What the Labels on Your Sunscreen Bottle Really Mean

September 27, 2019

Dr. Sylvia skin Care SunscreenMost people purchase sunscreen without giving much thought to the product type or ingredients included. However, your sunscreen’s label is more important than you think. In a previous blog, we discussed the effects of sun damage on skin and why you need to apply sunscreen. Today we’ll be talking about what exactly is in your sunscreen and what ingredients you should look for to achieve adequate skin coverage and protection. 

Sun Protection Factor

One of the most important things to look at when purchasing sunscreen is the sun protection factor, or SPF. This refers to the number of minutes that a person can be exposed to sunlight without suffering burns. The higher that an SPF is, the longer that you can be exposed to sunlight without reapplying. It is important to note that an SPF rating only refers to protection against UVB rays. This is type of sunlight that causes burning and certain types of skin cancer. SPF does not protect against UVA rays which are the type of sunrays that can lead to premature signs of aging like wrinkles.

Broad Spectrum

To ensure that your skin is protected against both UVA and UVB rays, look for sunscreen products that are labeled “broad spectrum.” Even if you have a sunscreen that has a high SPF, it will not protect against UVA rays unless the product is also broad spectrum. For a sunscreen to be considered broad spectrum, the FDA puts the product through a series of rigorous tests that prove it is capable of protecting against both UVA and UVB rays.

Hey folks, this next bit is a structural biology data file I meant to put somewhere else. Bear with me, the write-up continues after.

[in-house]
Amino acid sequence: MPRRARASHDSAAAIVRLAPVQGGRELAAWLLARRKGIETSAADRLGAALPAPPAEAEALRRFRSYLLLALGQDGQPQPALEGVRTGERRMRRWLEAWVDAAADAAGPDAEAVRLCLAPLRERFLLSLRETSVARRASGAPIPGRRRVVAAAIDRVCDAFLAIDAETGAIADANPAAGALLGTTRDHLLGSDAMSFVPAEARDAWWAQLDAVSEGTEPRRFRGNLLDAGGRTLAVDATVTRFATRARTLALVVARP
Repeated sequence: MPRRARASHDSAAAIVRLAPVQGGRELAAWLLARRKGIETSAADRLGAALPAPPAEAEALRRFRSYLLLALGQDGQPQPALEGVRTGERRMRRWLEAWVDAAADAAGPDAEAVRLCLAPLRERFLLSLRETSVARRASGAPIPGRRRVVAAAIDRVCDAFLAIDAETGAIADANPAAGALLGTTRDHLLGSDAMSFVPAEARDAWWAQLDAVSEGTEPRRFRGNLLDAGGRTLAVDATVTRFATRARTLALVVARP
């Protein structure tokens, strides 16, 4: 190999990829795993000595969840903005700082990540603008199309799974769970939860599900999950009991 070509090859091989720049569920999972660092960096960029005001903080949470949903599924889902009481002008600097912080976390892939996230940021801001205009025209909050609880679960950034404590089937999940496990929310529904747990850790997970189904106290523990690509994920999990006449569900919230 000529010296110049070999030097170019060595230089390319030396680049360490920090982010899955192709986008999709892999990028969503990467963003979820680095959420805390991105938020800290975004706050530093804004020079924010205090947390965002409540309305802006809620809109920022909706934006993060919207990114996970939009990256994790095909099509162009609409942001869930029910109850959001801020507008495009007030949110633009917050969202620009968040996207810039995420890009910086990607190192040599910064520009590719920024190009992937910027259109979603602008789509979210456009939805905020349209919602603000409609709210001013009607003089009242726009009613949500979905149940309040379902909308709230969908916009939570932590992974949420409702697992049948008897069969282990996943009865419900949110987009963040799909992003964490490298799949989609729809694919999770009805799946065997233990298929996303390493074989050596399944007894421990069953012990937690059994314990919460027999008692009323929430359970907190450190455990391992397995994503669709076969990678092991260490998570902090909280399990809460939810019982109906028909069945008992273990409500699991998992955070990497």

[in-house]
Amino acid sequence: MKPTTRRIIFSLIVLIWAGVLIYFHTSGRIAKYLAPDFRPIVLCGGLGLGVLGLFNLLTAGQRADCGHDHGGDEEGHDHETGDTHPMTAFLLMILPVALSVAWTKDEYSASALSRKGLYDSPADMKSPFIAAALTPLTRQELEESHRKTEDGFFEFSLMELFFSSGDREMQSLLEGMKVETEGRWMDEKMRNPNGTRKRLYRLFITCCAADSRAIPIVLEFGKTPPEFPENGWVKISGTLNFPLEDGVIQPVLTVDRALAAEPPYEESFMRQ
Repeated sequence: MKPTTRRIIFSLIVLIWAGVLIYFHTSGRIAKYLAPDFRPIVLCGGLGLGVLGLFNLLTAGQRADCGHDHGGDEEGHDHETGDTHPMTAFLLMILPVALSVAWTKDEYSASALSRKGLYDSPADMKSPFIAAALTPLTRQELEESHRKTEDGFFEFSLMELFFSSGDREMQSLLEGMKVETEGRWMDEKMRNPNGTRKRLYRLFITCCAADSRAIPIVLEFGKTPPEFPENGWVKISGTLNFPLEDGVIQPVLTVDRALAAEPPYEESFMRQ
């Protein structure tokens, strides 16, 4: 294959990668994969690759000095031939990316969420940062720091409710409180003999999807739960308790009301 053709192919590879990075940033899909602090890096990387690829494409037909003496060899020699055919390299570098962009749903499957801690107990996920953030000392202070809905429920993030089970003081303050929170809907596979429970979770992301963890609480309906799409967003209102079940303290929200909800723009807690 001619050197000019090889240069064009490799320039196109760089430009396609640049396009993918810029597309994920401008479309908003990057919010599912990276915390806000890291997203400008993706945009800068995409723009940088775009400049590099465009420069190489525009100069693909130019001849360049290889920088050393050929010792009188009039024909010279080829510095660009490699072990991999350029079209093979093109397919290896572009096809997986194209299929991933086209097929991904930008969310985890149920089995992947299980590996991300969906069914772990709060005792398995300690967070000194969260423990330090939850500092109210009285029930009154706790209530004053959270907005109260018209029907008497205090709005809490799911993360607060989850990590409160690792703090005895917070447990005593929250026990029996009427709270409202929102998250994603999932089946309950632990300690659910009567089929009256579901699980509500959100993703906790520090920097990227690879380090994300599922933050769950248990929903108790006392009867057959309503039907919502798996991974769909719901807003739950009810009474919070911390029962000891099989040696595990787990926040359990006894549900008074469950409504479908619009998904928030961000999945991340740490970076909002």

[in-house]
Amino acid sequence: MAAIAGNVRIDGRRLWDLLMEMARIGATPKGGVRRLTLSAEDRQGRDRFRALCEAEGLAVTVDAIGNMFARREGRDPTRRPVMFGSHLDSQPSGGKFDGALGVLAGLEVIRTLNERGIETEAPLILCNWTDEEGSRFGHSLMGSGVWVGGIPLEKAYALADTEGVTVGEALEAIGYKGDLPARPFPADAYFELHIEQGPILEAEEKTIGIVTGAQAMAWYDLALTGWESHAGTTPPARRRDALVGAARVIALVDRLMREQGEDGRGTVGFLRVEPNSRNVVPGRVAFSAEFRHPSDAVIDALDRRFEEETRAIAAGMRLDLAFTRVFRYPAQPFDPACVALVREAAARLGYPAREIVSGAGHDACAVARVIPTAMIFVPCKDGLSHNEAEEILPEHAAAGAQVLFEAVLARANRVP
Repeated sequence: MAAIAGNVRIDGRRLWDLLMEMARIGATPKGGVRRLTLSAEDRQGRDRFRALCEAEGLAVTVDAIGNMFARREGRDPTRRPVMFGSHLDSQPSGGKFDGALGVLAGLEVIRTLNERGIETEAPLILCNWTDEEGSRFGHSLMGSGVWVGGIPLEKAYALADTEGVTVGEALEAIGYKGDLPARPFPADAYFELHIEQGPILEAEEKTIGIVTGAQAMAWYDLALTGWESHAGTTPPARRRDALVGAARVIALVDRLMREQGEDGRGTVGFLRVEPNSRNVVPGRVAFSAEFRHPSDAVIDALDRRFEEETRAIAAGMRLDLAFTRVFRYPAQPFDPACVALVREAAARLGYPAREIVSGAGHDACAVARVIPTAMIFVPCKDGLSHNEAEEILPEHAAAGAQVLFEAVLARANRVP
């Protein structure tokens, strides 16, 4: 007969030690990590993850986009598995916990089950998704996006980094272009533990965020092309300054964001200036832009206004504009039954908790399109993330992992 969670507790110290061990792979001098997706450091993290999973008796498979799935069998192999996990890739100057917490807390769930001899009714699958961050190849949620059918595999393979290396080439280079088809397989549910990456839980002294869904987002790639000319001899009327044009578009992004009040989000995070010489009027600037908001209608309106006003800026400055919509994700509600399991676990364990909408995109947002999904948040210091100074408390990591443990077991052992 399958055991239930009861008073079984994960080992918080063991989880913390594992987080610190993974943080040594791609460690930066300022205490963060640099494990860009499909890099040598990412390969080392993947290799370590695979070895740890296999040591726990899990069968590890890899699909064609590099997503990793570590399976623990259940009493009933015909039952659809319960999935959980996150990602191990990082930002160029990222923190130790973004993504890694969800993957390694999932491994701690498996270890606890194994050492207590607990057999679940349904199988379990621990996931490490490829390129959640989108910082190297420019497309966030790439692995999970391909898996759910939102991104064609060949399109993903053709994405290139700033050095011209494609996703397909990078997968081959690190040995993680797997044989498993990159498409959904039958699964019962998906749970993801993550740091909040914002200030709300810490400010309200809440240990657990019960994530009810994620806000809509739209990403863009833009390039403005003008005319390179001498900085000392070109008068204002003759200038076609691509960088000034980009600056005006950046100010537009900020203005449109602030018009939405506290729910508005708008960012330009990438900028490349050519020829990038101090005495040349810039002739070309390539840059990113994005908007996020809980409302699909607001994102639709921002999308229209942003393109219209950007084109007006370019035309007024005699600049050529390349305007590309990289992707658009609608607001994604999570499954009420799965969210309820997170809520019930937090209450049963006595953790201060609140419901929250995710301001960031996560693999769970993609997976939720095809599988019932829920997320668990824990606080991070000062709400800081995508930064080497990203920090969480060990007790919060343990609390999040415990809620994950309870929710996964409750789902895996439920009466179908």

Water-Resistant

While no sunscreen is entirely water-proof, you can find sunscreens that are water-resistant. If you plan on spending time in the water, opt for a water-resistant sunscreen that provides the exact amount of time that it will hold up when exposed to water. On average, most water-resistant sunscreens will be maintained for about 40 minutes in water. If a product claims to be “very water-resistant,” it may hold up against water for a total of 80 minutes before it needs to be reapplied.

Physical vs. Chemical

Physical and chemical refer to the two main types of sunscreen. The difference between the two comes down to their active ingredients. Physical sunscreens contain mineral ingredients like titanium dioxide and zinc oxide. These ingredients create a barrier on top of skin that deflects and scatters UV rays away from skin. Chemical sunscreens contain carbon-based or organic compounds like octisalate or oxybenzone. These ingredients cause a chemical reaction by changing UV rays into heat.

Choosing a Sunscreen

Sunlight can be harsh on skin. That is why it’s important to invest in a quality sunscreen product that will not only protect against harmful UVA and UVB rays, but also nourish and hydrate the skin. Our top sunscreen recommendations include:

  • Clear Defense SPF 45 with Broad Spectrum – A lightweight sunscreen that helps prevent infrared damage to skin, improves the look of wrinkles, reduces redness, and increases skin firmness.
  • Sheer Defense Tinted SPF 46 with Broad Spectrum – This antioxidant-rich sunscreen is lightweight, oil-free and contains a universal tint that matches most skin types. It also includes niacinamide which helps calm redness.

Not sure which sunscreen is best for you? Contact us today to learn more about our Dr. Sylvia Skin Care products.